Changes in Thinking, Behavior and Mood After Stroke

A stroke can change the way a person thinks, behaves and feels. You may not notice these changes as much as physical changes, but they can affect how well your loved one is able to manage.

Changes in thinking, feeling and behaving depend on:

  • Type and severity of stroke
  • Which area of the brain has been injured
  • How recently the stroke happened

Thinking and Behaviour

Below are common changes to thinking and behaving you may see and how to help:

Changes in paying attention and concentrating

  • Reduce distractions
  • Talk slowly

Confusion or difficulty remembering information

  • Write information down
  • Keep a routine

Poor judgement or impulsivity

  • Supervise tasks
  • Encourage slowing down

Mismatch of feelings and outward show of emotions

  • Check if they are feeling the emotion being expressed 

Mood and Behaviour

Mood changes are a normal reaction to a major life change. Up to half of all people who have had a stroke will have some degree of depression.

Common Changes:

  • Lack of motivation or interest
  • Anger, frustration or irritability
  • Anxiety
  • Depression

What You May See:

  • Appetite and weight changes
  • Headaches, chronic pain, digestive problems
  • Feeling worthless
  • Constant and overwhelming worry or fear
  • Withdrawing from people/events
  • Trouble sleeping

If you are concerned you or your loved one may be experiencing changes in mood, tell a health care professional right away. Treatment includes medication and counselling:

  • Ask your doctor what medication is right for you
  • Continue to talk to your care providers, friends and family about how you’re feeling
  • Try to get proper rest and meals
  • Trial deep breathing exercises and relaxation techniques
  • Explore local support groups and services. For more information on services in your area visit or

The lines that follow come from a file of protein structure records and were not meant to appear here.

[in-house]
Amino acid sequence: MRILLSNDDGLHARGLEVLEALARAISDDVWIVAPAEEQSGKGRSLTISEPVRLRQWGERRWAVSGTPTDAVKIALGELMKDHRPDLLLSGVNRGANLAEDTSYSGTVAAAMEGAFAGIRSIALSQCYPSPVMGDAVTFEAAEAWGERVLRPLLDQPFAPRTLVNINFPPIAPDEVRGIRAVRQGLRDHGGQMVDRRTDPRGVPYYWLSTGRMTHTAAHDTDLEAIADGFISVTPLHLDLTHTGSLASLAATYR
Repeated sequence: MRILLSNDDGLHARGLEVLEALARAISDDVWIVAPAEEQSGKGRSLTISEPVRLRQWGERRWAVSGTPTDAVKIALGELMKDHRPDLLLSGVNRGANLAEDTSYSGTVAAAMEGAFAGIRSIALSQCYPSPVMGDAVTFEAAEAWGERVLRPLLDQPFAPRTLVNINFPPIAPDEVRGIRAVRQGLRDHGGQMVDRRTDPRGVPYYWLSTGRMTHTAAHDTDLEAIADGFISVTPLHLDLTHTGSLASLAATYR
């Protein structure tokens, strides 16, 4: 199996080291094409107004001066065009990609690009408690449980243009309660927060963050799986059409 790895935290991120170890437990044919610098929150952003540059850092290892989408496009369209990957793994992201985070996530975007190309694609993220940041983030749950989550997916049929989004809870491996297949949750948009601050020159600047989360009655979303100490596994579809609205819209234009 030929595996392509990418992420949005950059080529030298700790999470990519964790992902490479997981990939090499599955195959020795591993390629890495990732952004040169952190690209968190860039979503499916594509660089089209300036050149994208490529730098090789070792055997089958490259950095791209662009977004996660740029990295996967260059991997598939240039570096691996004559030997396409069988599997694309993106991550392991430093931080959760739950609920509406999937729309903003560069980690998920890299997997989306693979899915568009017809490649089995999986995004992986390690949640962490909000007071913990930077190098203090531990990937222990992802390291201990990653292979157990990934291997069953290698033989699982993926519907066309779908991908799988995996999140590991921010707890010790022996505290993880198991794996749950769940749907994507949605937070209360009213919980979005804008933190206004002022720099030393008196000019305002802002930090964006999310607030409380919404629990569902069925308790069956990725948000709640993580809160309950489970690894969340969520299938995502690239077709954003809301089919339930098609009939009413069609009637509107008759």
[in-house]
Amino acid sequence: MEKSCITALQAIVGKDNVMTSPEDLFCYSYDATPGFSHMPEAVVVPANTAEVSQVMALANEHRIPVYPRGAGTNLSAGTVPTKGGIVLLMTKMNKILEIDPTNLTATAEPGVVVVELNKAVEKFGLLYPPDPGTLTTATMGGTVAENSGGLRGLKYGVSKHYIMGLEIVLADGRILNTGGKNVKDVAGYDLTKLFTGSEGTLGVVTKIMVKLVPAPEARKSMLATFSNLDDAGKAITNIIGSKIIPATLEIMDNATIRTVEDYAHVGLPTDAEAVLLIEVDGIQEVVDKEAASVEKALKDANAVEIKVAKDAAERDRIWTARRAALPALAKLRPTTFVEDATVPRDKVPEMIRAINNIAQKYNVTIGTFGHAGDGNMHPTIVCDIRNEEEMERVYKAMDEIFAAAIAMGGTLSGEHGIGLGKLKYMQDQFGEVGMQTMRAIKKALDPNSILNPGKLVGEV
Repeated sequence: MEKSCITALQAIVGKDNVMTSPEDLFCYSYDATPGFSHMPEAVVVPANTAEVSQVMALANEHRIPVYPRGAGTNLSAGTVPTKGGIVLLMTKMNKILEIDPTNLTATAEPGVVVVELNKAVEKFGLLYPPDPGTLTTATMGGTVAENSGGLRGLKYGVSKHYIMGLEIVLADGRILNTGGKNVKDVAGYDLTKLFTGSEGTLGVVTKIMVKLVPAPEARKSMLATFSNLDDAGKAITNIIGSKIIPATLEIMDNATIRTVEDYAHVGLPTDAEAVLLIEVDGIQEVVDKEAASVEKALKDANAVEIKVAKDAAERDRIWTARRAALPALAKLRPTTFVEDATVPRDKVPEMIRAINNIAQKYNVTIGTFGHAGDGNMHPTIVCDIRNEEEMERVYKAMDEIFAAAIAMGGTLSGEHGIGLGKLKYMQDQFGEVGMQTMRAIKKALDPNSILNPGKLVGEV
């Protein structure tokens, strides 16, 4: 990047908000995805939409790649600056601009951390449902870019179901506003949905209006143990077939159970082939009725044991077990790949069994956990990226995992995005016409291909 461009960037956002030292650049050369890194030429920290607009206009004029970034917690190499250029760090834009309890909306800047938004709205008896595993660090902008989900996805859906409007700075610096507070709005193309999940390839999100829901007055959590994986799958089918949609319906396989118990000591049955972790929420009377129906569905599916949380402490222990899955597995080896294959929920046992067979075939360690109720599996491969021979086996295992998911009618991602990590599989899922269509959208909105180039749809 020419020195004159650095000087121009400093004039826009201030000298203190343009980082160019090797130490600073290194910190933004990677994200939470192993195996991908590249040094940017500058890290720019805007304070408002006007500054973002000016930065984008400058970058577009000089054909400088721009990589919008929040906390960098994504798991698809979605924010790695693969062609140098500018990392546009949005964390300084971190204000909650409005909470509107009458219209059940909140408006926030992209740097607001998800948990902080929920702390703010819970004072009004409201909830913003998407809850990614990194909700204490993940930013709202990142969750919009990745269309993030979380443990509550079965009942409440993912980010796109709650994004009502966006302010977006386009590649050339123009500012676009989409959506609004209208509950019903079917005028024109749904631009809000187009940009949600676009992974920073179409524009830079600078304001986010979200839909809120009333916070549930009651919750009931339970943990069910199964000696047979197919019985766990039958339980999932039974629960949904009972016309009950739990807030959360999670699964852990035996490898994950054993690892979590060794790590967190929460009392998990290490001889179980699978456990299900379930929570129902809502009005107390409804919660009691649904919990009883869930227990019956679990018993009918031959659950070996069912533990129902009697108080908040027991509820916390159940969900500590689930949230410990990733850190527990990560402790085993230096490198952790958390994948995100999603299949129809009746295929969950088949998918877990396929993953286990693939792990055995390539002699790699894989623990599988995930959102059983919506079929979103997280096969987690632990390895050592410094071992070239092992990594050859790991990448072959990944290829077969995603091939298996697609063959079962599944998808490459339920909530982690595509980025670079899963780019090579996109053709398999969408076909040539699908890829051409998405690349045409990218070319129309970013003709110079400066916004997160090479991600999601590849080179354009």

Some stroke survivors have no change in the way they think, behave or feel, while others have significant change in one or more areas. Each survivor is unique.

It is important to remember you are not alone in how you feel.

As you begin your stroke recovery journey, you will have good days and bad days. However, with the proper support and treatment, together you can improve your recovery and life after a stroke.


The Central South Regional Stroke Network would like to acknowledge the Central South Regional Stroke Network Patient and Family Advisory Council, The Central South Regional Stroke Passport Working Group, Hamilton Health Sciences, our hospital and community stroke service provider partners, and the Heart and Stroke Foundation for their contributions to the development of this website.



The information, including but not limited to, text, graphics, images, and other material contained on this website are for informational purposes only. No material on this site is intended to be a substitute for professional medical advice, diagnosis, or treatment. Always see the advice of your physician or health care provider with any questions you may have regarding a medical condition or treatment.

The information contained in this website is by no means a complete listing of the programs or services available. The Central South Regional Stroke Network does not endorse or support the information contained within the links to external sites, nor can we assume responsibility for the accuracy of the information. The mention of products and services should not be assumed to be an endorsement of any kind.